Although new species of animals are discovered all the time, it is very rare for a large mammal to be discovered in the 21st century. That makes the introduction of the newly unveiled giant island rat all the more remarkable. After all, humans have usually already explored the types of places where such creatures would typically be found. Combined with the shrinking habitats available for mammals to live in due to deforestation, and the fact that these animals are by definition large, researchers believe that most big mammals have already been found.
That clearly wasn’t the case with this new rat species found in the Solomon Islands. The huge animal has only recently been officially confirmed as a separate species due to analysis carried out in Australia. With huge teeth, a strong jaw, and the ability to climb through the treetops of rainforests, it stands out from the common rat you would normally find in cities around the world. Unfortunately, despite its relatively new discovery, the giant coconut-cracking rat is already on the verge of extinction.
The Giant Island Rat Was Discovered By Chance
Researchers had been searching for the giant rat since 2010, but a specimen was only finally discovered in 2015 by chance. A conservation ranger happened to see a rat fall from a tree that loggers had cut down and decided to send the dead body off to Australia for further examination. An analysis of the rat's skull and DNA proved that this was an entirely new species that had not previously been seen before.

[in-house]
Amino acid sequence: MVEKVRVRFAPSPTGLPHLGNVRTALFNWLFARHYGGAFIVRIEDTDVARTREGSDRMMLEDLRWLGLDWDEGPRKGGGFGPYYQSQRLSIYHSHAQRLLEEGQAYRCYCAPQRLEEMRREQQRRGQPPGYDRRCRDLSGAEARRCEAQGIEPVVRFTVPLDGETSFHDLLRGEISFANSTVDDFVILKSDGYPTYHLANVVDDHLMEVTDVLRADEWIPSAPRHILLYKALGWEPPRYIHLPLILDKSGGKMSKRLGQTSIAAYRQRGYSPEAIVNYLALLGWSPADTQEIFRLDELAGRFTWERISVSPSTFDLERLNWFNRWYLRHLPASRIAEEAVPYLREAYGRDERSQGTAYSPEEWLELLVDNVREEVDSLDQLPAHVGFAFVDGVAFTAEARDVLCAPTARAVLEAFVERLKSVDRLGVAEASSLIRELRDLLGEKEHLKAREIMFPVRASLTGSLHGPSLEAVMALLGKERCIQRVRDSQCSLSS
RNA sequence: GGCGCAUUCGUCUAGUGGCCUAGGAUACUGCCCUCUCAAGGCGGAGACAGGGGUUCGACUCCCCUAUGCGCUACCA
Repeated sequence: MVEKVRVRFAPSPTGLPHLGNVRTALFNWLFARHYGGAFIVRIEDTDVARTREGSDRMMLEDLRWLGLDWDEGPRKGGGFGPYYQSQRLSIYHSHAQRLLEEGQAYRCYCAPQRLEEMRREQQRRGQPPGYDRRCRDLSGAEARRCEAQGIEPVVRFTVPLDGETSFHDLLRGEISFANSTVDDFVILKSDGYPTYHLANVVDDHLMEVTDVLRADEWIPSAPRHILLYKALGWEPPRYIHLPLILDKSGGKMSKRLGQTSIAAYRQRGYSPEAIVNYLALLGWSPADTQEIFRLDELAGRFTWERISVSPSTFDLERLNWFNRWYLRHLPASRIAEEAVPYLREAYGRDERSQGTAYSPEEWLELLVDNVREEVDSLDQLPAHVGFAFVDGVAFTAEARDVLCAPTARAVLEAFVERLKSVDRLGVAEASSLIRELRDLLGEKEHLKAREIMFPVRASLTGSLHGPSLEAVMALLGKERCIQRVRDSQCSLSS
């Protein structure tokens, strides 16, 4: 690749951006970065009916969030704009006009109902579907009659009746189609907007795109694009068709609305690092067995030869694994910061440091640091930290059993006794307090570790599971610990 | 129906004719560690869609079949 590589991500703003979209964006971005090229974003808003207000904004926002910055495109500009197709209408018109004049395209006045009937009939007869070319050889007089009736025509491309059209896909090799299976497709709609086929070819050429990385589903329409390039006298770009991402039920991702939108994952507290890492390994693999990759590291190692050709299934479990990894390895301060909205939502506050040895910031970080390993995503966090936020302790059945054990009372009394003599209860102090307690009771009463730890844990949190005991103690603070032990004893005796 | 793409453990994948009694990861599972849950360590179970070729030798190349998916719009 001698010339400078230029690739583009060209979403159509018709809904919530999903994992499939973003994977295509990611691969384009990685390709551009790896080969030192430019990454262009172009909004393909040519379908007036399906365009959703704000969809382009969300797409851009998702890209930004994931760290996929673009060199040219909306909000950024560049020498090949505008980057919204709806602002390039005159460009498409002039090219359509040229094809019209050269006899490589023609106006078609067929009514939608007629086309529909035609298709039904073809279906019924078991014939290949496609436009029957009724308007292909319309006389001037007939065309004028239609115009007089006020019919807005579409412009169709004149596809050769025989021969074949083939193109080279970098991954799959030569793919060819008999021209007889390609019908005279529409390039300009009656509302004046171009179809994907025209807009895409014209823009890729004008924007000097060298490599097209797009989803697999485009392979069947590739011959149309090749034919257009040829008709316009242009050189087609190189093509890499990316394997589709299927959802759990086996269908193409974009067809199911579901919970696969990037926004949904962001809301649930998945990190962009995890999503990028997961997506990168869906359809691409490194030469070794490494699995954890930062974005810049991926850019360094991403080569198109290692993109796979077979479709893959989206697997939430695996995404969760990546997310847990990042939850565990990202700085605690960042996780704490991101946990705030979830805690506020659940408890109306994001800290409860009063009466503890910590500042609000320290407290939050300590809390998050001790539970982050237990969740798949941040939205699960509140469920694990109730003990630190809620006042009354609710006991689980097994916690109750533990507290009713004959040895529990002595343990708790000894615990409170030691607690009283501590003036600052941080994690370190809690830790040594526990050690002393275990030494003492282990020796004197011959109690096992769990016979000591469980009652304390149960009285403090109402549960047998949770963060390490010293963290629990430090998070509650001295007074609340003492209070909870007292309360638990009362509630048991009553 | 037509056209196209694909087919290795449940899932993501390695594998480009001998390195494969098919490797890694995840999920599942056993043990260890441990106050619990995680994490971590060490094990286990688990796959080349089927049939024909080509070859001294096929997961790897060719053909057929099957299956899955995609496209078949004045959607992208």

The scientists who published the resulting study in the Journal Of Mammalogy believe that the ancestors of the species probably arrived on the island on a raft or by floating trees. They would have then been able to evolve in isolation, becoming distinct from their relatives. This has allowed them to acquire traits, such as scaly tails that help with traveling through treetops and the ability to survive on a unique diet.
The Rat Was Found On The Island Of Vangunu
The giant rat was found on Vangunu - a tiny island that is part of the Solomon Islands, near Australia and Papua New Guinea. The land is only home to a small population of natives and is largely covered by rainforest. Much of it has been left to nature, as the locals have survived through limited agricultural development and fishing, although it has become something of a popular tourist destination thanks to its beautiful diving spots.
They Are Massive Compared To Normal Rats
Despite reports that sometimes exaggerate the size of rats found around the world, most rats typically weigh in at around half a pound and will reach a length of 6 to 9 inches. The giant island rat is much larger than that. The specimen that was caught measured in at a staggering 18 inches from nose to tail and weighed 2.2 pounds. This makes it nearly three times as long as a common rat and more than four times heavier.
They Still Aren’t The Biggest Rats In The World
Even with their large size, the giant island rat is far from the biggest rat in the world. Several species are both longer and heavier than this newly discovered rodent. For instance, the Sumatran bamboo rat can weigh in at a frightening 8.8 pounds while the giant Sunda rat could reach sizes of 2 feet in length. Meanwhile, the giant woolly rats found in New Guinea have been known to exceed 2.5 feet when measured from nose to tail.